And even sport got in on the action, as football’s European Championships – or Euro ’96 – were held in England in the summer and, like exactly 30 years before, a genuine feelgood factor spread through the country thanks to the home nation capturing the imagination as it reached the later stages. Although, in reality, the tournament more resembled the World Cup of 1990 to that of ’66, as England eerily went out on penalties to Germany in the semi-finals – again. Still, upon England’s demise, what song did the Beeb choose to play over the end of their broadcast? That’s right, Cast’s extrememly fitting Walkaway. Meanwhile, another Britpop band found one of their song’s genuinely immortalised on TV when, in the week of its release, The Riverboat Song by Birmingham rhythm ‘n’ blues-esque four-piece Ocean Colour Scene was chosen as the walk-on music for winners at the year’s Brit Awards. The band had been plucked from obscurity by Noel Gallagher when he’d asked them to play support for Oasis in ’95, while several of its members regularly played in the band of ‘Modfather’ Paul Weller, who had a serious resurgence in popularity at this time too with the albums Wild Wood and Stanley Road, and the singles they spawned.
Moreover, just a few weeks later The Riverboat Song was chosen by the Brits host, the high-profile media personality Chris Evans, as the walk-on music for guests on his new show TFI Friday. Featuring a bar instead of a studio and a big gig-like space in which bands of the moment played, this Friday evening party full of raucous energy was the ultimate Britpop TV show – a sort of ’90s version of Ready, Steady Go meets Tiswas. Evans himself – who, at the time, was also the BBC Radio 1 breakfast DJ – was like an ultra Simon Dee. The mood also spilt over into print as the ‘Lads’ Mag’ era began with the launch and phenomenal popularity of Loaded magazine, which pretty much crowned king of lads the enfant terrible of the moment Liam Gallagher. ‘Lad culture’ was also to be seen on television as single-men in-chaos sit-com Men Behaving Badly rose in the ratings to a mid-’90s peak. And, unforgettably, Britpop music featured prominently throughout the two series of the era-defining, no holds barred young professionals drama This Life.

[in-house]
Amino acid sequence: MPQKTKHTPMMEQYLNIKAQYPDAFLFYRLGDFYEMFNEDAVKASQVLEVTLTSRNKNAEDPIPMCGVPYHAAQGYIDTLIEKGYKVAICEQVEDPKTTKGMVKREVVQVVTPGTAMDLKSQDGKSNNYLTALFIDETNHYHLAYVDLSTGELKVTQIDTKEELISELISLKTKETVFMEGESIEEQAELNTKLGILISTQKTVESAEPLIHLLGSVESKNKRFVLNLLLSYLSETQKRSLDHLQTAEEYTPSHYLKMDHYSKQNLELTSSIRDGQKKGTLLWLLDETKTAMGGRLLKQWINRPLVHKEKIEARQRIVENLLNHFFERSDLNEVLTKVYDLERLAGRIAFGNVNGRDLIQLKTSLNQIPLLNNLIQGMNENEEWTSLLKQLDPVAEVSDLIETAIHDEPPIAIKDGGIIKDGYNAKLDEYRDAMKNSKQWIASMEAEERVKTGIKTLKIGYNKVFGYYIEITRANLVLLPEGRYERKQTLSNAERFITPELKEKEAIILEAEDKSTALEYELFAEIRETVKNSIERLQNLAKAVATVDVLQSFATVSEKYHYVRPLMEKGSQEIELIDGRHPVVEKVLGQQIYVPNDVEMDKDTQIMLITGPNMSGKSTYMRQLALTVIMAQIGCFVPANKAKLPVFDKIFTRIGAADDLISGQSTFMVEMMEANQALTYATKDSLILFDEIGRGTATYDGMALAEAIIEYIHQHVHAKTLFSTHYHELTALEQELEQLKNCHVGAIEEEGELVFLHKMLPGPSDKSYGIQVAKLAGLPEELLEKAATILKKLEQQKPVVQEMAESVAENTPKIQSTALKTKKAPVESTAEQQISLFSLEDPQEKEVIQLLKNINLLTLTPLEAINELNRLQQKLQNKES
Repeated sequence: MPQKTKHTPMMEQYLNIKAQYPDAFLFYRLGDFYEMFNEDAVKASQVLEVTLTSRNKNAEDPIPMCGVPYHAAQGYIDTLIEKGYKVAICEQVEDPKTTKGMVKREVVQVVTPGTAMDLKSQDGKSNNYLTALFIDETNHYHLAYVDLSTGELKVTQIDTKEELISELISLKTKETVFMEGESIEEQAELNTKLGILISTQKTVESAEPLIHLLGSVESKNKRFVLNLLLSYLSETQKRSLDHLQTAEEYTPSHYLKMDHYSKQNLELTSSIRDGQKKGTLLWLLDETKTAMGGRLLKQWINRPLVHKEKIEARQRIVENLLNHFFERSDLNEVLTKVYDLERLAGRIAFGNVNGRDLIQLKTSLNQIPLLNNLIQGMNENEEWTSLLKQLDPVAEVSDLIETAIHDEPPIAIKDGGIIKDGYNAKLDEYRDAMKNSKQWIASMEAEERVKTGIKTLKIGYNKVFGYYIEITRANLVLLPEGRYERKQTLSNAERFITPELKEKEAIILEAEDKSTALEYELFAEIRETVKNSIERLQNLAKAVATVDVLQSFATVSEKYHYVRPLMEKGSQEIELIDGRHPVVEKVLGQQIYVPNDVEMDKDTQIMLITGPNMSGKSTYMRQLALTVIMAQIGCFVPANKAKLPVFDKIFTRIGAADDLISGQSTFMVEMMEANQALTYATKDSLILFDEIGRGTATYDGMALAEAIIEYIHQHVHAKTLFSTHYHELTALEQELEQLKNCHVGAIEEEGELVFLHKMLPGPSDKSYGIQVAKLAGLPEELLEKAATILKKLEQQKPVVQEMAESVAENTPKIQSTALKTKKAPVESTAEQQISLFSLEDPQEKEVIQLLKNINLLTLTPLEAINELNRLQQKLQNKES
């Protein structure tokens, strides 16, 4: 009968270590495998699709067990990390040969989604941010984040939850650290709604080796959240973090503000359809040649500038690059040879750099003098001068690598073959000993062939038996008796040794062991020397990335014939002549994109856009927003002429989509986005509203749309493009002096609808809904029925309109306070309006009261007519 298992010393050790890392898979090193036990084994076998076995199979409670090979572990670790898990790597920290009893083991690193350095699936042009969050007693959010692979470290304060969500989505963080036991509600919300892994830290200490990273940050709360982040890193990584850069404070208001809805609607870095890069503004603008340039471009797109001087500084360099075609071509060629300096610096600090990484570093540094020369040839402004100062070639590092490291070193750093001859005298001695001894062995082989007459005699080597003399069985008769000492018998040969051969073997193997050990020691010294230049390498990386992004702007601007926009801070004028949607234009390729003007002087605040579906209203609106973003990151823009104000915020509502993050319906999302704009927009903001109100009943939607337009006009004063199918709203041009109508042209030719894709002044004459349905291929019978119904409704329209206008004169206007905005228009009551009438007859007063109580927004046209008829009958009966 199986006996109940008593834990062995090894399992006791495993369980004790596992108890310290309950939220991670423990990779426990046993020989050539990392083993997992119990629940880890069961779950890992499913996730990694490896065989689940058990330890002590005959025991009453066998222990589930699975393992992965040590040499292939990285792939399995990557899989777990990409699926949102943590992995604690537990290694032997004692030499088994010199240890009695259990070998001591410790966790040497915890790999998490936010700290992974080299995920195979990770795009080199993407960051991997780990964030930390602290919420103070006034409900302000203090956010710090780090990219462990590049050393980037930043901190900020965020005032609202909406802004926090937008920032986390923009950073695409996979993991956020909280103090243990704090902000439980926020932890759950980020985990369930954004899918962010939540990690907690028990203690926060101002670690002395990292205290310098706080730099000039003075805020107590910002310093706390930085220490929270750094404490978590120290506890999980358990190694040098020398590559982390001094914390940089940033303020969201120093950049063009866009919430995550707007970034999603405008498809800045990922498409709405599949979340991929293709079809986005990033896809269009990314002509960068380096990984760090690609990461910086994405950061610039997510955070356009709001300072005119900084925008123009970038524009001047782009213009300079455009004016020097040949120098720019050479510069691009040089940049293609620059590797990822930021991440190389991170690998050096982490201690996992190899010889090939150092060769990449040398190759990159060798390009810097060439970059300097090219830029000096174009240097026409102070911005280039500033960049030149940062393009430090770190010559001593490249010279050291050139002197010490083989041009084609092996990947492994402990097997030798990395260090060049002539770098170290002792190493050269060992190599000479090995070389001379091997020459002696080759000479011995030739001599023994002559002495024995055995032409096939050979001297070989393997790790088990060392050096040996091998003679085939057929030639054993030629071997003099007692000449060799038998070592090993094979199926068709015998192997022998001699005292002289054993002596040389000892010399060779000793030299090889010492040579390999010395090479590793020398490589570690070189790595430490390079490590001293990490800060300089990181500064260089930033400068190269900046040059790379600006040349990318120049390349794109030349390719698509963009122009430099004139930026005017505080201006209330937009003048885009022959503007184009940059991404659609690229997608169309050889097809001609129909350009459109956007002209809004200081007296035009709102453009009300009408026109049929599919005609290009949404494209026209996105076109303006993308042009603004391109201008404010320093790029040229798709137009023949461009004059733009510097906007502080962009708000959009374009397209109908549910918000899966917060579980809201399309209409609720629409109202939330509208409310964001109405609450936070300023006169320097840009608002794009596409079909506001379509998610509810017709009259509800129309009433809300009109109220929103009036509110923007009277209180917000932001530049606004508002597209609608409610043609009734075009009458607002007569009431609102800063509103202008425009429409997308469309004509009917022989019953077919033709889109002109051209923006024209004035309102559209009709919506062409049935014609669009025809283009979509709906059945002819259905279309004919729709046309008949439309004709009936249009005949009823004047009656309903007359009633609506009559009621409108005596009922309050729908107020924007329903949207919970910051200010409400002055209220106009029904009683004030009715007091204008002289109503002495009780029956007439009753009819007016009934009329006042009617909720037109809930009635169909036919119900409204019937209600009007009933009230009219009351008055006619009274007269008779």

Party host and gatecrasher – but who’s who?: Noel Gallagher and Creation’s Alan McGhee (far right) meet Tony Blair at Number 10 and the party begins to go sour
In short, in 1995/96, you couldn’t move for Britpop and, alongside it its retro cultural bedmates – but then, suddenly, just as soon as it had appeared it went. It was all gone, in the mere blinking of one of Louise Wener’s lovely eyes. What the hell happened? Frankly, who knows. It’s very hard to put your finger on what brings about the demise of these sorts of things. However, if a cultural alignment as I’ve outlined genuinely did take place, then such a thing is likely to be enigmatic and fleeting by its very nature – art can and should never be bottled and sold.